Ted took part in 14 partnerships of over 200 for Sussex. In 1921 he put on 385 for the second wicket with Maurice Tate against Northamptonshire, a record for Sussex that still stands. In 1929 against Gloucestershire at Hove, Ted hit an undefeated 280 in a day and set a Sussex record first-wicket partnership of 368 with Jim Parks senior. Four years later, in 1933, he joined John Langridge (195) in a partnership of 490 for the first wicket against Middlesex, also at Hove, when he scored 283, the highest score for a professional cricketer in England up until then and Ted’s career best score. The two partnerships still stand. At the time the 490 was the third-highest first-wicket partnership in England and the eighth-highest for any wicket in first-class cricket.
His international career
Despite his undoubted ability and success with the bat, Ted found it difficult to get selected for representative teams. He was playing in an era when Hobbs and Herbert Sutcliffe were at the top of England’s batting order, and even when they were not playing there were Andrew Sandham and Percy Holmes. In another time he might well have played 50 Tests, but he played just five. In the winter of 1924/25 Ted was a member of the Hon. L.H.Tennyson’s team that toured South Africa, but the tour was unofficial, and the games did not count as Test matches. He did though play well throughout the tour topping the averages with 36 and a highest score of 118, and taking 14 wickets to head the bowling averages. In 1929, at the age of 39, Ted was selected for two Test matches against South Africa. In his debut, the third Test at Leeds, Ted opened with Herbert Sutcliffe and scored 31 and 46 to help England win the match by five wickets. His 46 was the second highest in an innings where Frank Wooley (95 not out) and Maurice Tate (24 not out) were the only others to reach double figures, and Sutcliffe, Hendren and Leyland made just nine between them.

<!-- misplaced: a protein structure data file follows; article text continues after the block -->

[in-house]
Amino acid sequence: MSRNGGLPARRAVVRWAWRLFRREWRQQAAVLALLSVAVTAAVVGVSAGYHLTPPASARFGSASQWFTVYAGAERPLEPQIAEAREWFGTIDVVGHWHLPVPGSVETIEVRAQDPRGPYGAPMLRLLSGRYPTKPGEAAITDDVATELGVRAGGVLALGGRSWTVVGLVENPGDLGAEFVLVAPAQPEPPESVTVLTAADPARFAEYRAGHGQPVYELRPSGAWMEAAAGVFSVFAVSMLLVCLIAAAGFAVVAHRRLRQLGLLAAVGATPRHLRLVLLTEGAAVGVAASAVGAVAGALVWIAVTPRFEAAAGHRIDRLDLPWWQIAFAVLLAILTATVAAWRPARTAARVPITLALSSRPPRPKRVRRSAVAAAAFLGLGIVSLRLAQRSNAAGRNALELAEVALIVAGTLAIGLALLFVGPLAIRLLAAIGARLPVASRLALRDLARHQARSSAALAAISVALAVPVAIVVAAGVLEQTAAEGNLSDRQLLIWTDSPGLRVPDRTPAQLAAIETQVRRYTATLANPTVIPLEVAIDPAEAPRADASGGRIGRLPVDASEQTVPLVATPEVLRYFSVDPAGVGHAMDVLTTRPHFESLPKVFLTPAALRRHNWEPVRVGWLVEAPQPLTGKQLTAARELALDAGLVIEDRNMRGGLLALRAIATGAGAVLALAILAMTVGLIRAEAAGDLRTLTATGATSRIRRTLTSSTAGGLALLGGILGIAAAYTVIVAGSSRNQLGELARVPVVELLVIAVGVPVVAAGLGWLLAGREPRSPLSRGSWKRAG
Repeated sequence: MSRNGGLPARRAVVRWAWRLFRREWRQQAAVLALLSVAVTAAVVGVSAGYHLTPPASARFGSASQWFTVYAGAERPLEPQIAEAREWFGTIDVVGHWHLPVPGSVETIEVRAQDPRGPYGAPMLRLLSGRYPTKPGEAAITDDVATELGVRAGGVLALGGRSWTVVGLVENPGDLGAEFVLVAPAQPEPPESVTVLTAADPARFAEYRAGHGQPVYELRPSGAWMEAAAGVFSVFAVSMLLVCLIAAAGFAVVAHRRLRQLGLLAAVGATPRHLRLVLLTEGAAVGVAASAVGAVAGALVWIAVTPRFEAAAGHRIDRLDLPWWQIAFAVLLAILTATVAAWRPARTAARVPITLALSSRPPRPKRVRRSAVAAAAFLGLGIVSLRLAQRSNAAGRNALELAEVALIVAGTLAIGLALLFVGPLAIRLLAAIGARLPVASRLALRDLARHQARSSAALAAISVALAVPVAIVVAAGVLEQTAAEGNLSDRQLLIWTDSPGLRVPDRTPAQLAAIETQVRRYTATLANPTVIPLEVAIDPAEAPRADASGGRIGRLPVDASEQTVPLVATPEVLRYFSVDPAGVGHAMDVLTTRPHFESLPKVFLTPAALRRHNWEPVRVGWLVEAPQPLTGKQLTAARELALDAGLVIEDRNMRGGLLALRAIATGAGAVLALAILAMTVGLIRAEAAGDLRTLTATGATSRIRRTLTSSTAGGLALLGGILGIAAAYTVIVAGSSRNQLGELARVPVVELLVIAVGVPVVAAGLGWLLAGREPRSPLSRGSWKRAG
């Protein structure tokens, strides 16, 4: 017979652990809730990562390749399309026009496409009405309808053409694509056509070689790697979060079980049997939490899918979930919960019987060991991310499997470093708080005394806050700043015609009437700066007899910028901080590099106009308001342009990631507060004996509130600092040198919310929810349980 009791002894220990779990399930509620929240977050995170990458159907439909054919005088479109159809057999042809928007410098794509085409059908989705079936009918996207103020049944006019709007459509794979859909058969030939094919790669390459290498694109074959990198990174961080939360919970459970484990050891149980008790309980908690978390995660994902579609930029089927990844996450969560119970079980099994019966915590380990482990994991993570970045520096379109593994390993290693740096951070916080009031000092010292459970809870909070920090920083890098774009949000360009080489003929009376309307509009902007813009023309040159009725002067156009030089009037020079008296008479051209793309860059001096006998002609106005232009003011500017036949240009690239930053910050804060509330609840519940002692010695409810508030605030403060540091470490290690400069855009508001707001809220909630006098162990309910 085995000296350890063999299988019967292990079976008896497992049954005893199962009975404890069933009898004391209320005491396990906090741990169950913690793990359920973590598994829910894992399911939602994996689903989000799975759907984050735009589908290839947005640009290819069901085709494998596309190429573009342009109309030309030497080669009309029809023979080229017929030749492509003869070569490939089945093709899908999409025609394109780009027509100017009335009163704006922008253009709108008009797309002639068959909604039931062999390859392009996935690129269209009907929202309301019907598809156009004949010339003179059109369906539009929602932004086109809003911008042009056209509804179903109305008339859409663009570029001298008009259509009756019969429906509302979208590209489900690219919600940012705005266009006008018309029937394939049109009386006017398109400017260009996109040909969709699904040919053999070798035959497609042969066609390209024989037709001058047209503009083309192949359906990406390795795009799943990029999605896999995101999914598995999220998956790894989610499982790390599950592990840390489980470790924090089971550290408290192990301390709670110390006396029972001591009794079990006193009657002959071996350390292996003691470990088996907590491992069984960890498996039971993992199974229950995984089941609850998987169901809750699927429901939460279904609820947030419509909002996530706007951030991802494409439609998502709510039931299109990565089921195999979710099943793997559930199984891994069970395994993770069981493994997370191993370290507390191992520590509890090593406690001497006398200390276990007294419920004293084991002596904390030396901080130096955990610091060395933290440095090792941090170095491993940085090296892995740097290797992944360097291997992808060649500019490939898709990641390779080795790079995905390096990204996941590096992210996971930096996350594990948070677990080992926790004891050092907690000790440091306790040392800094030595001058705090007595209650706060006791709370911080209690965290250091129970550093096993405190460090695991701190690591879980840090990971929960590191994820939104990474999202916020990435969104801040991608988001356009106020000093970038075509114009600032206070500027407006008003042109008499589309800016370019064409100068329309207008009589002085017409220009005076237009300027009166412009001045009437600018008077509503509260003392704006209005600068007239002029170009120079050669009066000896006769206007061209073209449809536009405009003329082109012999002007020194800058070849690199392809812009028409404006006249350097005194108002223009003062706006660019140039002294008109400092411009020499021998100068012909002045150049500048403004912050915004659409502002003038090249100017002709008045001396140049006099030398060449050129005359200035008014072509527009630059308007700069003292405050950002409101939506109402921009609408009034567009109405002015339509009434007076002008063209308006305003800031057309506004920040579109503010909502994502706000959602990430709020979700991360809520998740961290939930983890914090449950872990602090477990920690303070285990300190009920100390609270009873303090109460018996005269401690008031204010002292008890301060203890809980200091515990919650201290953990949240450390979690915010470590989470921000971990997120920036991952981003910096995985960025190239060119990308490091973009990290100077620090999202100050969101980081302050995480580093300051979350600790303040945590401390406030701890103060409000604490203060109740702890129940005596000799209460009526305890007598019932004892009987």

The Australian Tour, 1928/29
Ted kept his place, scoring 13, for the innings defeat of South Africa in the Manchester Test. With Hobbs returning from injury and illness for the last Test at the Oval, Ted was dropped but was selected for the winter tour of Australia and New Zealand, under the captaincy of his club captain, Harold Gilligan. No Tests were played in Australia, but Ted played in three out of the four Tests against New Zealand, scoring 109 at Auckland in the Third Test alongside three other Sussex players, Harold Gilligan, Tich Cornford, and Duleepsinhji. He knew New Zealand well for he had spent three seasons there as a coach in the 1920s.
Ted was a quiet and diffident man who liked to help the younger players to realise their potential, just as Albert Relf and Joe Vine had helped him. On one of his trips to New Zealand as a coach he took with him the young James Langridge, who was recovering from tuberculosis. Jim Parks, senior, another player to benefit from Ted’s advice, related that ‘Ted set us a marvellous example and it was an education to bat with him. In my view he was the finest professional batsman to play for Sussex.’
Following retirement Ted took up a position as coach at Winchester College as an all-year coach and in charge of the sports shop. He continued to develop young cricketers for the next twenty three years, including two future Test-playing Sussex captains, Hubert Doggart and the Nawab of Pataudi, junior. Ted Bowley died in Winchester Hospital on 9 July aged 84.
Matches Innings No Runs HS Ave
458 733 40 25,439 283 34.7
Wickets Runs Ave
667 17,137 25.69